Dublin Selected *174

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We found ourselves dreaming of Jiro and his sushi this week. Maybe it was because we were discussing movies as we announced our curated selection with Volta.ie, or maybe it was because we were hungry, but either way, when images of an 85-year-old sushi master and his business in the basement of a Tokyo office building come into your head, it's time to pay attention...or eat.

Our lasting memory of that delightful movie is the life advice that our sushi hero, Jiro, imparts. It's also our new motto:

"You have to fall in love with your work, never complain about your job. You must dedicate your life to mastering your skill. That's the secret to success and that's the key to being regarded honourably."

While that ethos may not work for us all, we think that always striving to improve, aspiring to greatness and having the passion of a perfectionist is our philosophy until a better one comes along. That, our friends, is the way of the Shokunin.

 Who thinks they're a Wu Tang Clam this week? Ciaran, Michael, Kate, Amy, Adam or Camille

"The house that the angry woman from last week might be living in." - Adrien Merigeau
... Read More
   
 

February 28 2013


where
The Grand Social, 35 Lower Liffey Street, Dublin 1.
Location Map

when
7.30pm

how much
€14.20

gig
Egyptian Hip Hop

When I first read about Egyptian Hip Hop, I imagined a group of young Cairene rappers spittin’ rhymes about Hosni Mubarak. In actuality, the misleadingly named Egyptian Hip Hop are a quartet hailing from Manchester, who specialise in dreamy, richly textured pop numbers and who have earned comparisons to the likes of Foals and MGMT. After partnering with hitmaker du jour Hudson Mohawke on their debut EP, the band released their long-awaited album last year. The album saw the band take a more experimental approach, blending genres and drawing from seemingly disparate influences to weave an ambitious psychedelic mish-mash. Their lushly produced earworms will make you abandon dreams of a North African incarnation of N.W.A. Don’t think anything rhymes with Mubarak anyway. / Win tickets / Amy O’Connor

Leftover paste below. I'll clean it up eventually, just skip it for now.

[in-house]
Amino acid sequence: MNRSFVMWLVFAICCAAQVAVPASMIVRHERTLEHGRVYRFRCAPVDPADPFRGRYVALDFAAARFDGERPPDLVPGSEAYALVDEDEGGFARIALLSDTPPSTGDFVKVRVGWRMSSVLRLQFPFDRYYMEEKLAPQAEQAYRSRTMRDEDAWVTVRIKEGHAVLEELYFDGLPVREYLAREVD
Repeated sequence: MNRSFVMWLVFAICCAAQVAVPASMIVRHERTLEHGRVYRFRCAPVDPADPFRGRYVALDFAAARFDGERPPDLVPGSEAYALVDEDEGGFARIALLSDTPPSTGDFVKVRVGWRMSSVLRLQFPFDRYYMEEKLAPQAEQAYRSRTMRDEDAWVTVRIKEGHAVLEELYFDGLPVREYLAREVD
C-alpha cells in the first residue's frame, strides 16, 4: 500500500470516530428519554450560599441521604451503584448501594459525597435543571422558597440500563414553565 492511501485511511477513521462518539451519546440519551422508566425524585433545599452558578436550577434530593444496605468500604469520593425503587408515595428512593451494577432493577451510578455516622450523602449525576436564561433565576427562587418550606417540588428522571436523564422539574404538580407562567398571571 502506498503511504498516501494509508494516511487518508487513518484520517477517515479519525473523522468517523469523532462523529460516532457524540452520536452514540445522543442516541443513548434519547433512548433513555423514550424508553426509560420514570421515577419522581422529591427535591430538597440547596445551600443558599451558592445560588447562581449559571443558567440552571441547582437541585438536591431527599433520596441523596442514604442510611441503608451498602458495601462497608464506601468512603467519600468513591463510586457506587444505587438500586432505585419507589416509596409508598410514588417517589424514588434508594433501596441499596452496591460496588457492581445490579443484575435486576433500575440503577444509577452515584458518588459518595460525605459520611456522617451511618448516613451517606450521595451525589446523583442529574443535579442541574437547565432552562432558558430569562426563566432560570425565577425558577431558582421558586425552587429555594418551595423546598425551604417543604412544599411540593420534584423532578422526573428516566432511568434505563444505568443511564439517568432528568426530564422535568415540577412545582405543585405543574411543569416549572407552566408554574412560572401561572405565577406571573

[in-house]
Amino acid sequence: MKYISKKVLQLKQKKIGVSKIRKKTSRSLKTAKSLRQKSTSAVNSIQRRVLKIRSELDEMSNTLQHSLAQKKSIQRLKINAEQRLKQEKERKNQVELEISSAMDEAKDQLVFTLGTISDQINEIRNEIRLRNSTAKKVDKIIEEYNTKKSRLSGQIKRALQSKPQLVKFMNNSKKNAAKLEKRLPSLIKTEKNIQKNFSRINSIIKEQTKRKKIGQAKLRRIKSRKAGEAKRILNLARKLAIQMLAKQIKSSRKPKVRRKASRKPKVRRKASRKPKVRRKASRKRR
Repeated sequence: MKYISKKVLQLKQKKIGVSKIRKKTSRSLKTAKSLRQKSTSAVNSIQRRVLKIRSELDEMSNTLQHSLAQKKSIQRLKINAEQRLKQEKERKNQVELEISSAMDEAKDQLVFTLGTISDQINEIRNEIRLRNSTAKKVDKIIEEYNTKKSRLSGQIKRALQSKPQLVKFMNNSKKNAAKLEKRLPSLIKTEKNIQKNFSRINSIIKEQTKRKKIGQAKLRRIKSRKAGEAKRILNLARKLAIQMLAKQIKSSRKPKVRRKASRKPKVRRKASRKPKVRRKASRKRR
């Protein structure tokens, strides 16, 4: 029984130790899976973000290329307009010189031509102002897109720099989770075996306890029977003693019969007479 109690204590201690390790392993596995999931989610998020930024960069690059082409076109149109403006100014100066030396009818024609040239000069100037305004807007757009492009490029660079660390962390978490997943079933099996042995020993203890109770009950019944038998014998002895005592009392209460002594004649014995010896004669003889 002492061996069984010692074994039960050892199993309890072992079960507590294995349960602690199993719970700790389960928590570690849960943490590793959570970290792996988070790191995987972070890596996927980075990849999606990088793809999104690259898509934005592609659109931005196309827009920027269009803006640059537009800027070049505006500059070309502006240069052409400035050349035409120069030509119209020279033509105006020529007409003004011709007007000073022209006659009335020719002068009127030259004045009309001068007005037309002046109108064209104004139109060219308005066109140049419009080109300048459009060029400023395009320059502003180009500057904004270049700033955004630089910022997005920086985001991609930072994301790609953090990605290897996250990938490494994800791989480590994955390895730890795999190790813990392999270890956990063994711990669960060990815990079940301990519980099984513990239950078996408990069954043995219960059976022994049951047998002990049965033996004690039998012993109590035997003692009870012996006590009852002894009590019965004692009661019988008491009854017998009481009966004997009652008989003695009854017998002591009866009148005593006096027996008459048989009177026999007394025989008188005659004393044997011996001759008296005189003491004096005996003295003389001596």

February 28 2013


where
Light House Cinema , Smithfield Market, Dublin 7
Location Map

when
8.35pm

how much
€9/ €7.50

cinema
Oldboy

I have mixed feelings about Oldboy – a film that follows one man’s five day search for vengeance after fifteen years of unexplained solitary confinement. On the one hand it's one of the damn coolest movies ever and on most people’s lists as one of the classics to trial when first dipping your toe in the world of Korean film. On the other hand it's just, you know… *shudder*. The story is a compelling mystery-thriller, the characters - quirky and damned, and it has arguably one of the best shot fight scenes in cinema history (yes, I know I'm going to be starting some serious arguments). Think - some twisted version of The Count of Monte Cristo meets The Raid. Well worth seeing on the big screen - especially before Spike Lee gets his mitts on it. / Rachel Lucy Ray

   
 

February 28 2013


where
Christ Church Cathedral, Dublin 8


when
7:30pm

how much
€16/€12

concert
Handel's Great Conversations